This is the first in a series of class notes as I go through the free Udacity Computer Networking Basics course.
For much of this information our chief reference is David Clark's The Design Philosophy of the DARPA Internet Protocols paper published in 1988.
The fundamental design goal of the Internet was to achieve "effective multiplexed utilization of existing interconnected networks". In English, that means we share usage of connected networks.
The goal of sharing is solved by statistical multiplexing (aka packet switching). In packet switching, every packet sent carries it's own destination information, so it can be forwarded along, similar to how a letter sent through the mail has its destination on it. This means the network can deliver the packet on a best effort basis, which enables sharing because many senders can use the same network at the same time but at the risk of some droppped packages.
This is in contrast to circuit switching, which is more like a phone network - direct connections are established, transmissions have less chance of losing/dropping packets, but if the available capacity is taken up, you're out of luck.
The goal of connecting networks is solved by the "narrow waist". With reference to the OSI 7 layer systems model, our network layer is very thin - it mostly consists of the Internet Protocol! IP provides guarantees to the transport layer sitting above it, usually TCP or UDP, and the combination of TCP/IP is the most common end to end data transmission stack. On top of this solid foundation we can layer whatever protocols we want to send data, e.g. HTTP for websites or SMTP for mail! Below the IP layer we also have the link layer and physical layers with still more protocols like Ethernet and SONET. But the point is, the middle network layer is "narrow" - it just consists of IP. This means it is fairly easy to get any device on the network, it just has to speak IP!
The secondary goals all consist of further defining what the word "effective" really means in the "fundamental goal" listed above:
- Survivability: Internet communication must continue despite loss of networks or gateways.
- Heterogeneity 1: The Internet must support multiple types of communications service.
- Heterogeneity 2: The Internet architecture must accommodate a variety of networks.
- Decentralization: The Internet architecture must permit distributed management of its resources.
- Cost: The Internet architecture must be cost effective.
- Ease: The Internet architecture must permit host attachment with a low level of effort.
- Trackability: The resources used in the internet architecture must be accountable.
We don't have space to discuss the implications of them all here, but will dwell on a few important ones.
We take this to mean that the network should continue to work even if some devices fail or are compromised.
How do we achieve this? One way to do it is through replication, where we duplicate state in another node so that there is always a backup ready to take over in case of failure. However this trades off against cost, another of our goals.
Another interesting method is fate-sharing - where if the node disconnects, we consider it acceptable to simply lose all information relevant to that node.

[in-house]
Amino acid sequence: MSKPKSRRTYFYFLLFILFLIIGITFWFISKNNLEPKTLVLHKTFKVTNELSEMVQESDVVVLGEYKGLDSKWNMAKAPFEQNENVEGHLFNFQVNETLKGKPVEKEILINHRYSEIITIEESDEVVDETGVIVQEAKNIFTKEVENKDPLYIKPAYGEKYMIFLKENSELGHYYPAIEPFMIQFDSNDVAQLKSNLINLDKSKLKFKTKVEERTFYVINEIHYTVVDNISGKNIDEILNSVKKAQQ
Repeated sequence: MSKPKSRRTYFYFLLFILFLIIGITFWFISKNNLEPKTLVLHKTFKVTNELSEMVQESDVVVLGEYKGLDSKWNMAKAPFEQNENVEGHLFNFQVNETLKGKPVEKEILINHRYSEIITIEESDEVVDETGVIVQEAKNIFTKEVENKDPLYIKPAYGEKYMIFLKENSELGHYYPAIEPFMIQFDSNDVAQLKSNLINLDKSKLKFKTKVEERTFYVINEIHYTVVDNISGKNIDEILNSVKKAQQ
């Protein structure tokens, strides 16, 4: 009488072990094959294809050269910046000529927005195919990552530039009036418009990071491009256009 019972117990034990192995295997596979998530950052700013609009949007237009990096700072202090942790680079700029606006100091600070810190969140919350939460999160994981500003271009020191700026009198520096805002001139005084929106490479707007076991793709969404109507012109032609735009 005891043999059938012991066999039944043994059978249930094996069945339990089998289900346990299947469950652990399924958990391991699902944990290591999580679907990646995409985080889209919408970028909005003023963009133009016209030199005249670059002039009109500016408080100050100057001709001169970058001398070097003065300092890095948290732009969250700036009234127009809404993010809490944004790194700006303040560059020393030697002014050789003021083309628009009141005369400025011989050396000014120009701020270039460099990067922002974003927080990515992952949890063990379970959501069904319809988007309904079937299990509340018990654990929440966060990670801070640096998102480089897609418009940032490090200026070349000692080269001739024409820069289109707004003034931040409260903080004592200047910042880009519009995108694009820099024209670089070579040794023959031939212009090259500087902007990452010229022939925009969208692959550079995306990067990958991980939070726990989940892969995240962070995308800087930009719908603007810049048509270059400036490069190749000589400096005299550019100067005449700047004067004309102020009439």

The Internet's "narrow waist" design allows multiple protocols to be supported over IP, not just TCP (as previously discussed). This lends itself very well to picking the right protocol for the job, for example picking UDP for the purpose of streaming data since it is more important to be realtime than to be completely lossless. You can even use a combination of protocols to get the best of both speed and losslessness.
The "best-effort" principle of delivery also means data can be delivered over and between any sort of network (including carrier pigeon!!) with the tradeoff of difficulty of debugging since no failure data comes back.
Distributed management of resources can be seen in how Addressing is achieved - which I will detail in a future primer. We have five Regional Internet Registries worldwide - In the US we have ARIN and the European equivalent is RIPE.
We also have decentralization in naming - DNS delegates the responsibility of assigning domain names and mapping those names to Internet resources by designating authoritative name servers for each domain. Routing through Border Gateway Protocol (BGP) is decentralized as well between peers and communities. We will also return to both in a future primer.
Because no single entity is in charge, the Internet has been able to grow organically and is very stable. However the lack of ownership also makes it hard to address problems.
Many of the problems we see on the Internet today are a direct result of the needs of the network outgrowing the design considerations of the 70's and 80's:
- We are running out of IPv4 addresses - only 4 billion IP addresses, inefficiently allocated.
- Congestion Control - our networks get very unperformant over flaky connections, especially because retransmissions are triggered. I will cover this in a future primer.
- Routing - a topic I will cover in a later primer, but basically it has no security, is easily misconfigured, and exhibits poor convergence and non-determinism. But it sorta works.
- Security deserves its own primer as well: methods for encryption and authentication exist, but we haven't done so well at making sure that they are used. Also key management and secure software deployment are open problems.
- Denial of Service - the Internet maybe does too good of a job delivering packages to the recipient, even if the recipient doesn't wan't them.
Hopefully this has been a good high level overview of why we need Switches and how they might work if we were to make our own Internet. I am planning more primers and would love your feedback and questions on: